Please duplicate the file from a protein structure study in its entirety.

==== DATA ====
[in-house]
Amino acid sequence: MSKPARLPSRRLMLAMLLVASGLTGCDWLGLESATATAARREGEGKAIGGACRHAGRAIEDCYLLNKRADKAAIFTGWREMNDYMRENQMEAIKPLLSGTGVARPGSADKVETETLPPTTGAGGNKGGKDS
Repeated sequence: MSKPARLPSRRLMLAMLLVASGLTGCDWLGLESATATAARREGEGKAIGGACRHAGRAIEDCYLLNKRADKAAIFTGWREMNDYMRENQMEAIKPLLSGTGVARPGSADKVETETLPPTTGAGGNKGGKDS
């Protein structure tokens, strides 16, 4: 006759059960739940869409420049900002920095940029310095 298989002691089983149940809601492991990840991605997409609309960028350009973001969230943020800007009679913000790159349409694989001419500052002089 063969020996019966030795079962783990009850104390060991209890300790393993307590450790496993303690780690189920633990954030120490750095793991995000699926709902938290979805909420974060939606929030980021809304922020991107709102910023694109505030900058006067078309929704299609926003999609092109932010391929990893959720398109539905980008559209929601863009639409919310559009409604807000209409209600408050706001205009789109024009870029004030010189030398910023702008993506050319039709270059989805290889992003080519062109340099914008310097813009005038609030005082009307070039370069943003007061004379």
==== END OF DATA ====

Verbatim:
[in-house]
Amino acid sequence: MSKPARLPSRRLMLAMLLVASGLTGCDWLGLESATATAARREGEGKAIGGACRHAGRAIEDCYLLNKRADKAAIFTGWREMNDYMRENQMEAIKPLLSGTGVARPGSADKVETETLPPTTGAGGNKGGKDS
Repeated sequence: MSKPARLPSRRLMLAMLLVASGLTGCDWLGLESATATAARREGEGKAIGGACRHAGRAIEDCYLLNKRADKAAIFTGWREMNDYMRENQMEAIKPLLSGTGVARPGSADKVETETLPPTTGAGGNKGGKDS
């Protein structure tokens, strides 16, 4: 006759059960739940869409420049900002920095940029310095 298989002691089983149940809601492991990840991605997409609309960028350009973001969230943020800007009679913000790159349409694989001419500052002089 063969020996019966030795079962783990009850104390060991209890300790393993307590450790496993303690780690189920633990954030120490750095793991995000699926709902938290979805909420974060939606929030980021809304922020991107709102910023694109505030900058006067078309929704299609926003999609092109932010391929990893959720398109539905980008559209929601863009639409919310559009409604807000209409209600408050706001205009789109024009870029004030010189030398910023702008993506050319039709270059989805290889992003080519062109340099914008310097813009005038609030005082009307070039370069943003007061004379």